November 16, 2018

Arts

Three generations struggle with the fallout in the aftermath of a horrific tragedy in Wendy Graf’s play “Exit Wounds,”
“Nightmare visions you can dance to.” That’s what Ron Kadish, Daniel Kahn’s publicist, says about “The Butcher’s Share,” by the klezmer group
“Green Book” is about a black pianist and the white driver/bodyguard he hires for a concert tour through the segregated South in 1962.
Almost a year after playwright Sam Shepard’s death, local director Kymberly Harris decided to stage Shepard’s iconic 1983 play “Fool for Love”
When actors talk about tackling the works of Shakespeare, they talk about richly layered villains, eloquent lovers and the “Everests”
In 1987, Colorado Senator Gary Hart appeared to be a shoo-in as the Democratic Party’s 1988 nominee for president, until his campaign
“The Waldheim Waltz” choreographs the agile steps of one of the more strange actors in recent world history,
Acclaimed for such films as “The Troupe,” “Rage and Glory,” “Past Life” and  “Dizengoff 99,” Israeli film director Avi Nesher is headed to LA
A diverse lineup of features, documentaries and short films will be presented at the 32nd Israel Film Festival in Los Angeles
Longtime friends Shlomi Eldar, an Iraqi Jew, and Gassan Abbas, an Arab, were both born in Israel but feel like strangers in their country.
The 10th annual Reel Recovery Film Festival & Symposium (RRFF), which runs through Oct. 30 in Los Angeles, describes itself as a
Conceived as a one-man show and first presented nearly 30 years ago in Los Angeles, Chazz Palminteri’s “A Bronx Tale” will come full circle
A wise man once said, “To pray to a manifestation of God is to misdirect the source of its manifestation. It is to think a ship’s mast is
“I am not looking for empowering female characters,” Maggie Gyllenhaal told audiences on Oct. 11 at the fourth annual Women in Entertainment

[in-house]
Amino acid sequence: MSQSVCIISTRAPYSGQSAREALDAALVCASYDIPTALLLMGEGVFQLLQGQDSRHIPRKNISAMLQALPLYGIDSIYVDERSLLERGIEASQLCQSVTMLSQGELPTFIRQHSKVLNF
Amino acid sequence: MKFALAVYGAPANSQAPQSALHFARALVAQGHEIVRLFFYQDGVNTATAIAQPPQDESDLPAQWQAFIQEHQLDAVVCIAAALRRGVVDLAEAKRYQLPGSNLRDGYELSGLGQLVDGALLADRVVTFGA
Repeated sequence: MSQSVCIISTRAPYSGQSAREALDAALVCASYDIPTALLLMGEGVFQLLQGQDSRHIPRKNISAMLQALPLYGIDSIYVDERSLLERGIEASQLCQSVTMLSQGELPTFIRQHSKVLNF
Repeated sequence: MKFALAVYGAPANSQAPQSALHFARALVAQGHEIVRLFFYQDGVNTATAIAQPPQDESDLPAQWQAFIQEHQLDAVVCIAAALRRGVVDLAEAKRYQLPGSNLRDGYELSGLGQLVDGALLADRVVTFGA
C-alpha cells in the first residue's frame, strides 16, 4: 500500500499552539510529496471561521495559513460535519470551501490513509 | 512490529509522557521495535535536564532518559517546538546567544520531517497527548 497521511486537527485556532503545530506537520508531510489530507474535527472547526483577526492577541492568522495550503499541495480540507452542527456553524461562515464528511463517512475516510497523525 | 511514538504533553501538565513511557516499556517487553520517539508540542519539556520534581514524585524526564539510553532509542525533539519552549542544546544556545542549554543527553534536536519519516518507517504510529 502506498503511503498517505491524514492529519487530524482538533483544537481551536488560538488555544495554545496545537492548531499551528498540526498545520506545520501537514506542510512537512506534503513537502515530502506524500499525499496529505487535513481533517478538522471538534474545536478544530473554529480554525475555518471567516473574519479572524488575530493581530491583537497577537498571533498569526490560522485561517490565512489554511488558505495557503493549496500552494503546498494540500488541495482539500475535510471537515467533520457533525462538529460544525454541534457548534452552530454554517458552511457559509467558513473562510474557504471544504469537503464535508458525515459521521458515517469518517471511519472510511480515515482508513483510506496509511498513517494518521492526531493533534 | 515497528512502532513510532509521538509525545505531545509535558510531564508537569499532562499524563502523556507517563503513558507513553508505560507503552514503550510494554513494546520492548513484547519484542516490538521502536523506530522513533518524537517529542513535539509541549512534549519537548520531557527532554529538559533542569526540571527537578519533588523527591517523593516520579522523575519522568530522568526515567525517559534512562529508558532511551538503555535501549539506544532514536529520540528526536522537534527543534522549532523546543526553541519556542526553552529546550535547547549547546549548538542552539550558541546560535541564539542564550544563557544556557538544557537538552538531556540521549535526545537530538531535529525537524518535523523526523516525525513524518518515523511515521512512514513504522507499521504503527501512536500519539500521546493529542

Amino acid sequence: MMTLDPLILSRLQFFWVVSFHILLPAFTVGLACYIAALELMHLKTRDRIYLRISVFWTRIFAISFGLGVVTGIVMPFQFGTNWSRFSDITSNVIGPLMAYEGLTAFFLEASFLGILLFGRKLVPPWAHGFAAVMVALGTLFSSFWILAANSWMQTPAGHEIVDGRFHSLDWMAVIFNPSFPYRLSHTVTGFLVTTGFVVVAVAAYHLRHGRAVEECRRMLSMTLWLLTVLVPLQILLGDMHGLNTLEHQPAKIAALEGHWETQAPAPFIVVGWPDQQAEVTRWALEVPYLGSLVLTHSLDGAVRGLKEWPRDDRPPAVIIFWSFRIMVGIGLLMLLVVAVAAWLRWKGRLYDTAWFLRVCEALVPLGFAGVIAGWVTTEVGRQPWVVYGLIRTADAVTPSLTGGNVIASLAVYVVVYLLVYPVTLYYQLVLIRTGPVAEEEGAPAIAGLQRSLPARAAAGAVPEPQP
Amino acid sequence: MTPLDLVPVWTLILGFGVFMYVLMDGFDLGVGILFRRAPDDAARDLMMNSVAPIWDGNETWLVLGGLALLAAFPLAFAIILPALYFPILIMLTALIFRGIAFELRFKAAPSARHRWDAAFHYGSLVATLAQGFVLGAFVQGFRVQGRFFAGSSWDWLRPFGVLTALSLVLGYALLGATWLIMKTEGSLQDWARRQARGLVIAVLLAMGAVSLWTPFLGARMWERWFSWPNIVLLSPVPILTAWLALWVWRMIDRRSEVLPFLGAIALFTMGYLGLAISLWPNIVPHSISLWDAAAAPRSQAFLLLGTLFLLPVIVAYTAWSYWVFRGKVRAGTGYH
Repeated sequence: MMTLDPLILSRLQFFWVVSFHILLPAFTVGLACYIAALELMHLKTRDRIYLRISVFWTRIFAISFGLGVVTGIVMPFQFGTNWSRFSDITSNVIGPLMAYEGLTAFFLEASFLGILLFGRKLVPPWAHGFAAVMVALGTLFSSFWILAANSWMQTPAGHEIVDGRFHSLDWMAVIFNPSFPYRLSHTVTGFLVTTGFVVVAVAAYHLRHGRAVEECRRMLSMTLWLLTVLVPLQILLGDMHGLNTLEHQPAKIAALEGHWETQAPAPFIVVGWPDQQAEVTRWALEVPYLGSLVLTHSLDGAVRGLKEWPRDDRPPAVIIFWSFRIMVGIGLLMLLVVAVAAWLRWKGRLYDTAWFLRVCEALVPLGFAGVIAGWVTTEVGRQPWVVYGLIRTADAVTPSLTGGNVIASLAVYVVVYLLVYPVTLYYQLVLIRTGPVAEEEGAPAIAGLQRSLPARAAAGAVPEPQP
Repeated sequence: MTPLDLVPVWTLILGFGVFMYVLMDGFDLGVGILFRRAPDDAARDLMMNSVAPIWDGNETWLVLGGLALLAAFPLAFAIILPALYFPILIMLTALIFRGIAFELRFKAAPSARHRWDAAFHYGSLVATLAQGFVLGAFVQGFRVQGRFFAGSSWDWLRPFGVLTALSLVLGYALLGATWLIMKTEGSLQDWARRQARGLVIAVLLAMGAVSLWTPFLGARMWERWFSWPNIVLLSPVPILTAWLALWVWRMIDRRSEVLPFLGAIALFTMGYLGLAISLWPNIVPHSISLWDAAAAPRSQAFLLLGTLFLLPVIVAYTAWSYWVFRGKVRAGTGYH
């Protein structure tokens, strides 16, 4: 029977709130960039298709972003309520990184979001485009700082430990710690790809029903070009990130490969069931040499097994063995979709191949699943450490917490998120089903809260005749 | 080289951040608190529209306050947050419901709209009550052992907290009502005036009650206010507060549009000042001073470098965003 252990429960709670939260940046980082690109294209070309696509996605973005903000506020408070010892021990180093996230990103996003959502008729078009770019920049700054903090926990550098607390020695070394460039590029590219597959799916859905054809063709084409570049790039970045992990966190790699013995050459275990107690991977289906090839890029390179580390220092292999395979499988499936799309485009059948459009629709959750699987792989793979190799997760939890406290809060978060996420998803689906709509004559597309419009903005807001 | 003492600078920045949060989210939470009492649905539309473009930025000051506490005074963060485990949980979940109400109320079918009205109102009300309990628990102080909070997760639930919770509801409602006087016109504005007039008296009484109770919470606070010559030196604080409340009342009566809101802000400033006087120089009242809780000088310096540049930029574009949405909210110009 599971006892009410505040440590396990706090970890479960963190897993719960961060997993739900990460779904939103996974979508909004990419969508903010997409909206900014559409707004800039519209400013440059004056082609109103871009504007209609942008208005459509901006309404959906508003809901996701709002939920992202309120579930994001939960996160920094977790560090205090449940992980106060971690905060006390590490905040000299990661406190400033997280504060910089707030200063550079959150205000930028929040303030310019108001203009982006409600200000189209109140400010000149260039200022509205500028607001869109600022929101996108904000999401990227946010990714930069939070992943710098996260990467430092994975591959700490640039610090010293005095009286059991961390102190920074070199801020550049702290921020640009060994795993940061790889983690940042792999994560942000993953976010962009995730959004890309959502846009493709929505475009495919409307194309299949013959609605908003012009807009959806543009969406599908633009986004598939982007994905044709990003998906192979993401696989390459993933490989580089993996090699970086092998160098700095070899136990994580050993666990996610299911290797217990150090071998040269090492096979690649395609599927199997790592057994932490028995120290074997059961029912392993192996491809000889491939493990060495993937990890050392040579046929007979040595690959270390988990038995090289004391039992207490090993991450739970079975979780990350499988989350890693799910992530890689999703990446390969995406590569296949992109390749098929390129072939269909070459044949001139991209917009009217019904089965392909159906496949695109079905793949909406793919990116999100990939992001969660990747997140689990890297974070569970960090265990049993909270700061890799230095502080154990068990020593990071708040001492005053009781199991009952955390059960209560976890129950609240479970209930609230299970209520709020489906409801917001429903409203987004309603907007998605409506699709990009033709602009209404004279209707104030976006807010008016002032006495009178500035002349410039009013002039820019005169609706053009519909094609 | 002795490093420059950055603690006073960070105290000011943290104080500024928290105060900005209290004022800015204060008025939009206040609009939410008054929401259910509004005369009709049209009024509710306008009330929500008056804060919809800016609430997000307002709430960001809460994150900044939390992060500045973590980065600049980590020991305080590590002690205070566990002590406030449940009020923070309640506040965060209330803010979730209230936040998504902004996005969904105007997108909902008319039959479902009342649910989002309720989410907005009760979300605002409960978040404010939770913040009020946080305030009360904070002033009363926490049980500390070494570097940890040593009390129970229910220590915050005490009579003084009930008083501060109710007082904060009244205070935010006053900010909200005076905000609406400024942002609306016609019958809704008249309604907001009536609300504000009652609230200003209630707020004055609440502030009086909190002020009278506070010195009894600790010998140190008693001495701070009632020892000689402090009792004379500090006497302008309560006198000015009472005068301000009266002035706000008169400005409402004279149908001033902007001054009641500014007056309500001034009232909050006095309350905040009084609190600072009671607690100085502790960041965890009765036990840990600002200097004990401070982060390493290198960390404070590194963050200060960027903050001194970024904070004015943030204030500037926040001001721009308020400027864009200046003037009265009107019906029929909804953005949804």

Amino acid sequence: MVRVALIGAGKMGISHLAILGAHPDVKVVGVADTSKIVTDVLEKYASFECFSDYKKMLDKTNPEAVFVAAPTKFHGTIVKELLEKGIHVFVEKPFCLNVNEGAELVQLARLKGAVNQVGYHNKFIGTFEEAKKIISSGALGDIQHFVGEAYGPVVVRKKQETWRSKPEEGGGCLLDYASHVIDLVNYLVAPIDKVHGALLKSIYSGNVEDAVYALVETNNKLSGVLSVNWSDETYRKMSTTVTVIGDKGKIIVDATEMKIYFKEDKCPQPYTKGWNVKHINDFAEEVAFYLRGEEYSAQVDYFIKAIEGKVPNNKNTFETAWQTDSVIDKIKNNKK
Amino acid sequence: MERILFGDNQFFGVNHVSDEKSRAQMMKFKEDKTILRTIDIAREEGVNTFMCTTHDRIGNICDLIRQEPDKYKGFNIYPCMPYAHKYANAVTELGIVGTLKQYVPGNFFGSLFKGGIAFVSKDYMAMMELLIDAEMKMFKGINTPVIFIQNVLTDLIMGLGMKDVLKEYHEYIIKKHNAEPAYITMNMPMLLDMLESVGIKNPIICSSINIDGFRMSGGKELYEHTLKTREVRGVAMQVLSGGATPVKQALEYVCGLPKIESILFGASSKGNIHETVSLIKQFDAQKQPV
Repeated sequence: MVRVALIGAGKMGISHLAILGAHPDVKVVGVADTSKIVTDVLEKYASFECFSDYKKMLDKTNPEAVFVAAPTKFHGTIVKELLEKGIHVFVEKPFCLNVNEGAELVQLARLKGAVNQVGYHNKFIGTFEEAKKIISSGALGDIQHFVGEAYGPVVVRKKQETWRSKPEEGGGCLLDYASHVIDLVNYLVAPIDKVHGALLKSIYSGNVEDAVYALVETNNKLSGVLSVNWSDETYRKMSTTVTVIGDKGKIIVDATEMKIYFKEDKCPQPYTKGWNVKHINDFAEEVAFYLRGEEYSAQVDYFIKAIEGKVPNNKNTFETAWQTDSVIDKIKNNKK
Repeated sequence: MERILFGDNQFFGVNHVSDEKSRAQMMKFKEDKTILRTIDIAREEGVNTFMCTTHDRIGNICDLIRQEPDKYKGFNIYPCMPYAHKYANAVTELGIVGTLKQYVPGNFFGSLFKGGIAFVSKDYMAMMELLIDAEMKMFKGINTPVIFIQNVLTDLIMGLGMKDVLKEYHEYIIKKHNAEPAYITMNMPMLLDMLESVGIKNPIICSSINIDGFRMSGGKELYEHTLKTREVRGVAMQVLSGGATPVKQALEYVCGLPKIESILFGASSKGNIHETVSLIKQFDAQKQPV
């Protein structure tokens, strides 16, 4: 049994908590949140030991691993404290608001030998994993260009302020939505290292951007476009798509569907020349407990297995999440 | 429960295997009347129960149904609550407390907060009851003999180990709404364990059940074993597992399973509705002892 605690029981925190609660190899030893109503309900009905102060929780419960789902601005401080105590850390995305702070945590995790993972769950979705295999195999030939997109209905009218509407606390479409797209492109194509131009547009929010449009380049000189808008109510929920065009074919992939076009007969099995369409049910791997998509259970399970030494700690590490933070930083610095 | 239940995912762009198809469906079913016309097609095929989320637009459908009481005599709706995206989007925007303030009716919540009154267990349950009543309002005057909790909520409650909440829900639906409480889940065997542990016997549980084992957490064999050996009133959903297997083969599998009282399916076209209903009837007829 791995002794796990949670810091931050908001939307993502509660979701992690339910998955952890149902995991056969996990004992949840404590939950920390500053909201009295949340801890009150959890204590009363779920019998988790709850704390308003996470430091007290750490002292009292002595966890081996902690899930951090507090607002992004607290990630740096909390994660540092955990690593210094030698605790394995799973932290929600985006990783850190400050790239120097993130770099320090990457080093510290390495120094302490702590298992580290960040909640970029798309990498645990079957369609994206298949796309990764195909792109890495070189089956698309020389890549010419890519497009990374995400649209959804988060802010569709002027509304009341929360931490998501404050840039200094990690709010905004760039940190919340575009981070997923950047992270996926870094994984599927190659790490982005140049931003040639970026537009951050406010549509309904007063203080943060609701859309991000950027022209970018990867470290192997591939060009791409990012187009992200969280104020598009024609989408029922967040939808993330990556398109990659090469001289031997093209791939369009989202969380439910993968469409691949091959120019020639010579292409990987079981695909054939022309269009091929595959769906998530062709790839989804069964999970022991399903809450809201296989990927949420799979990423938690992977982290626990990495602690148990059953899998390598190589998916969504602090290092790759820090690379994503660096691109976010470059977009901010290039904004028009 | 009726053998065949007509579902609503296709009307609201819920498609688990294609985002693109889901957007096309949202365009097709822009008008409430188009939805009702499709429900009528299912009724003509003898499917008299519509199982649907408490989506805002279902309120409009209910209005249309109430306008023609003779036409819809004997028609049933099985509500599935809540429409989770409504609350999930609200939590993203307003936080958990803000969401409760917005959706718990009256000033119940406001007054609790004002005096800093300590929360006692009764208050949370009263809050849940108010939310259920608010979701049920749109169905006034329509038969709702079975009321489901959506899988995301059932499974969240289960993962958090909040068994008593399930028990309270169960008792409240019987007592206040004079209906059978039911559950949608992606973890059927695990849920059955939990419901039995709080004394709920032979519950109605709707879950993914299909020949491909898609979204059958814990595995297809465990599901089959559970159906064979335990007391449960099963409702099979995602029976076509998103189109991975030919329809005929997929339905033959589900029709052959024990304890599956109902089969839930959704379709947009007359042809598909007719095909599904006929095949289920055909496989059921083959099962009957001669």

Most teenagers have a musical hero...But few get to meet their hero. However, San Fernando Valley resident Adam Chester gets to be his hero.
Bruce Jay Friedman’s darkly comic play “Steambath” posits a provocative scenario in which a motley crew of recently departed souls discovers
“Festival of Lights,” is the creation of David Solid Gould, a Jewish bassist who recorded reggae with his own group, The Temple Rockers,
It felt like the petite, RBG, Brooklyn-born Justice with the oversized glasses had penetrated every segment of the cultural landscape. 
Set in an alternate reality in which the Nazis and the Japanese won World War II, “The Man in the High Castle”
In the opening minutes of Israeli filmmaker Savi Gavizon’s “Longing,” middle-aged bachelor Ariel Bloch gets news that’s not only shocking
Carl Laemmle not only hired women but turned them into directors and writers. They wrote and directed short reels and feature-length movies.
Sarah B. Mantell’s “Everything That Never Happened,” seeks to right the wrongs William Shakespeare wrought. 
The West Coast Jewish Theatre honors the legacy of the late playwright Neil Simon with its latest production of “Broadway Bound.” 
The story of how a community came together after an unspeakable tragedy plays out in Eric Ulloa’s “26 Pebbles,” based on Newtown residents. 
If you love "This Is Us" then get ready for "Life Itself," a film created by the same team that brought you the hit NBC show.
Battle of the brains is the subject of “Science Fair,” a new National Geographic documentary hitting theaters Sept. 21
Steve Spiro's solo play, “UK Underdog,” dramatizes how he gained confidence and self-esteem through martial arts, boxing and acting,
“Manifest,” is a serialized event mystery but also a grounded relationship drama," series creator Jeff Rake said.
The atrocities at Auschwitz cannot be contained by any existing theatrical space or any single 60-minute performance
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